House Bee


Joined: 06 Mar 2012
Posts: 17
Location: New Waverly, TX, USA

PostPosted: Wed Mar 07, 2012 9:56 am    Post subject: posting screenshots of sketchup. Reply with quote

Sorry about the repeat at the end. My phone was hiding the first "last" paragraph from me somewhere, and I had to retype it, only for it to reappear in the post. Guess I should have previewed Wink

I would be happy to post some screenshots of the sketchup drawing I have for anyone interested, If it is possible to and I can figure it out. lol
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Barbara
Site Admin


Joined: 27 Jul 2011
Posts: 1569
Location: England/Co.Durham/Ebchester

PostPosted: Wed Mar 07, 2012 10:18 am    Post subject: Reply with quote

Hi Brandon

The only thing I have found in having longer top bars (mine are 22") is that the bees are slower to draw the comb out to full width and keep it straight.

They left a large cavity along one side when they first built their nest about 4inches deep. They drew 8 combs in the first 2 months( they were a late swarm) but they didn't want to build it more than about 18 inches long, so there was a void along one side. It doesn't seem to have affected their overwintering thankfully but I have noticed that towards that empty end the otherwise lovely straight comb starts to curve across onto the next bar so I think, like me, you may end up with a bit of cross combing as a result of the extra width of hive. With your climate being really warm, correcting this might be more likely to result in comb collapse.

Is there any particular reason why you decided to go with Tanzanian instead of Kenyan? I think it was Viggen, who is a member in Arizona, who tried a Tanzanian there but found he had too much comb collapse with the heat. I appreciate you have taken steps to reduce the risk but just wondered why you didn't want a Kenyan which would be more stable anyway? I'm guessing it must be to introduce a nuc on Lang frames.

Anyway, that's the only comment I can make on your plans from my experience.

Regards

Barbara
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Brandon_B
House Bee


Joined: 06 Mar 2012
Posts: 17
Location: New Waverly, TX, USA

PostPosted: Thu Mar 08, 2012 2:04 am    Post subject: Reply with quote

Thanks Barbara! That is great info. Exactly the kind I'm looking for. I believe I will be revising my drawings to bring the internal width to a max of 18".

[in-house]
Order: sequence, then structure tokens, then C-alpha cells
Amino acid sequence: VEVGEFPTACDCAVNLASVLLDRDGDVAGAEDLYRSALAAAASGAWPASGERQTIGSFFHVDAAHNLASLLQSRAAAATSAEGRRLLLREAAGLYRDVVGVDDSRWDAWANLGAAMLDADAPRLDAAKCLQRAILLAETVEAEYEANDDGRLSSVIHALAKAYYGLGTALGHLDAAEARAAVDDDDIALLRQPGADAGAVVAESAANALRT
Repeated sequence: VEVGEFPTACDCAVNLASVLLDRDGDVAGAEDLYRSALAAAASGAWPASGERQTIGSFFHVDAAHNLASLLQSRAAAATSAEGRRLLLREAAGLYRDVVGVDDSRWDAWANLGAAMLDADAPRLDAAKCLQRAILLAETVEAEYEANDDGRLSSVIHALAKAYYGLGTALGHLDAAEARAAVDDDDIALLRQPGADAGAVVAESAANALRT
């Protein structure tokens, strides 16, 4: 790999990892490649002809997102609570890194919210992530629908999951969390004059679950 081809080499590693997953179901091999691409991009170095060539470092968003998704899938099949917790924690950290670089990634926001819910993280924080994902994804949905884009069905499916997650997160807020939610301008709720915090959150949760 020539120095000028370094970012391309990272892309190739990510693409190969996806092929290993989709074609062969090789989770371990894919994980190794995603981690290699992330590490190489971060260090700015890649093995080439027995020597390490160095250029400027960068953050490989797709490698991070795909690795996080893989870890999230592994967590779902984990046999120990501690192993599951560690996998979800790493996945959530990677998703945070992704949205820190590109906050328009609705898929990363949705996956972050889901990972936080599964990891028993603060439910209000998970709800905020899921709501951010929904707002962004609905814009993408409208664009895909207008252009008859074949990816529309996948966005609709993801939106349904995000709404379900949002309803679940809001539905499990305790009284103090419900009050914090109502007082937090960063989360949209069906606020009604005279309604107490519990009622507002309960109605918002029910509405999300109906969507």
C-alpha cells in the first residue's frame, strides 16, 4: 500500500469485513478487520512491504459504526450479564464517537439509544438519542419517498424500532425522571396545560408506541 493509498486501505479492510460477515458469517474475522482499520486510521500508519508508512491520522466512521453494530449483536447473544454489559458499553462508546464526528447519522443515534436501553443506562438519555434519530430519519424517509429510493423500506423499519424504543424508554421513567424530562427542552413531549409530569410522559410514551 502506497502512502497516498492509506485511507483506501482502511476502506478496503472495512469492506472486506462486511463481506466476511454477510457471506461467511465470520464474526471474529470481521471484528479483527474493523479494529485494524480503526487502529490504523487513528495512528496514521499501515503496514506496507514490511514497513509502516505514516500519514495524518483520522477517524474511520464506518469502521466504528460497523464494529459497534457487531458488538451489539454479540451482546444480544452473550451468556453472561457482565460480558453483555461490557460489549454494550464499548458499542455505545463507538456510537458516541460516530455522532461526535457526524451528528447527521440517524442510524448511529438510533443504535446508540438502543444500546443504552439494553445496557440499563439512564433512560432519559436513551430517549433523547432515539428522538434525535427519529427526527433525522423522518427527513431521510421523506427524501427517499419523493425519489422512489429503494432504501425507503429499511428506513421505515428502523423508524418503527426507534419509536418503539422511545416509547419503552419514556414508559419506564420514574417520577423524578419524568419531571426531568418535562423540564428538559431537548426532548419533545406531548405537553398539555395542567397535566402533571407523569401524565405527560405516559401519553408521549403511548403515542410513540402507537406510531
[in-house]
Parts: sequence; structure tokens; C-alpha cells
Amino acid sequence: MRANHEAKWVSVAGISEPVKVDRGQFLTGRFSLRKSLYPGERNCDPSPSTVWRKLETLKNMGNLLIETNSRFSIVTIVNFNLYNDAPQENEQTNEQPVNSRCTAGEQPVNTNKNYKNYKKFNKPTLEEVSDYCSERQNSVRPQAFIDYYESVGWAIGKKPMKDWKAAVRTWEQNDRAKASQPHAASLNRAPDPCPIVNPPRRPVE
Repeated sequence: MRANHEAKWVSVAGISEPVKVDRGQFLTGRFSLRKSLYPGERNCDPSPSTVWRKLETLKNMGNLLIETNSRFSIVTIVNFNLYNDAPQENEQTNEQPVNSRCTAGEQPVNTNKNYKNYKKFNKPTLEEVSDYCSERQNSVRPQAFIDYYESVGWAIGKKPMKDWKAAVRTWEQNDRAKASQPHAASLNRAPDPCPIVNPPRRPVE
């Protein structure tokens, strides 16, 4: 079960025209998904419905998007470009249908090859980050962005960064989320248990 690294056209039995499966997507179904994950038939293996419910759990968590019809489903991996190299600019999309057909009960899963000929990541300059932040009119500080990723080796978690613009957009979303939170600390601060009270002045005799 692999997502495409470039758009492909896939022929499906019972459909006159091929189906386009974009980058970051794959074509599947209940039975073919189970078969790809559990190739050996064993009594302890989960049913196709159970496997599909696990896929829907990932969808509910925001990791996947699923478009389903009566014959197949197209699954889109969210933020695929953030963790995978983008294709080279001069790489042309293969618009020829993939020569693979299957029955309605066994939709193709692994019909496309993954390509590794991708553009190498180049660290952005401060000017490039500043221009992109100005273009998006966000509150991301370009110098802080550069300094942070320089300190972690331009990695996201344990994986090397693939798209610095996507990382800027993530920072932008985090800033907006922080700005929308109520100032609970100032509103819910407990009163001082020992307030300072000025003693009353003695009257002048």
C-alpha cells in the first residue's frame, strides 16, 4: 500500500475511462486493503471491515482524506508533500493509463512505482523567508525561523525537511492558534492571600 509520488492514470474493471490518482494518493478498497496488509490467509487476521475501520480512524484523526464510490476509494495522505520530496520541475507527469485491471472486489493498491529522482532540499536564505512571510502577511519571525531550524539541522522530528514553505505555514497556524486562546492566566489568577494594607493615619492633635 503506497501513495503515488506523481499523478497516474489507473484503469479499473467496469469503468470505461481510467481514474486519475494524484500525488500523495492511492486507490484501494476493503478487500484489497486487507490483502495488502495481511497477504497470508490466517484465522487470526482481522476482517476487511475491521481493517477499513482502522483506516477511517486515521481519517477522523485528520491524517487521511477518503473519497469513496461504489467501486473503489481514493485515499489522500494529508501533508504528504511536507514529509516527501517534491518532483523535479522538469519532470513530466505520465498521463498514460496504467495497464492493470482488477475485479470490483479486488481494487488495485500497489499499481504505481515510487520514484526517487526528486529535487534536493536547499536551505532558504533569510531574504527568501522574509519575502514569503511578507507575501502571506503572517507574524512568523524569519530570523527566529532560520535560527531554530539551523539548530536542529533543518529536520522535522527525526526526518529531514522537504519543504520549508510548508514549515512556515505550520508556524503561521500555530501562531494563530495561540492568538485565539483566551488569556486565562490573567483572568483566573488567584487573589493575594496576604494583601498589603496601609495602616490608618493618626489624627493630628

I chose the tanzanian hive because 90 degree angles are easier to cut and join, make for stronger joints, would give the bees more internal space, and would prove more rigid under extremes of weather (I would like to be able to stand on top of a full hive without worrying about anything cracking or breaking, I would rather it be too sturdy than too flimsy). I was hoping that with it only being 8" deep it would be shallow enough to prevent collapse (I've seen lots of kenyans much much taller than this in cooler climates) provided they can keep the internal temp under control. you said that your bees drew comb about 4" deep. Was this just initially? Do they keep adding to the depth over time? Do you think 8" is still to deep for the hive? I just worry about making the cavity too small. Making it much longer will require more materials and result in significantly more waste wood.

It is interesting you bring up Az. In my readings I found someone from there that claimed that the only way they were able to prevent comb failure in the summer heat was to have a closed bottom hive. So I incorporated it into my design. I would be interested to hear Viggens thoughts, and ask whether or not they used an open or closed bottom, and their entrance configuration on their tanzanian. The "first thought" in such a situation is usually to provide lots of air flow to help with cooling but my reading suggests that in hot climates that pretty much guarentees comb failures, especially with tanzanian as there is more weight per attachment area.

Thanks so much for your help!
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Barbara
Site Admin


Joined: 27 Jul 2011
Posts: 1569
Location: England/Co.Durham/Ebchester

PostPosted: Thu Mar 08, 2012 9:39 am    Post subject: Reply with quote

Hi again Brandon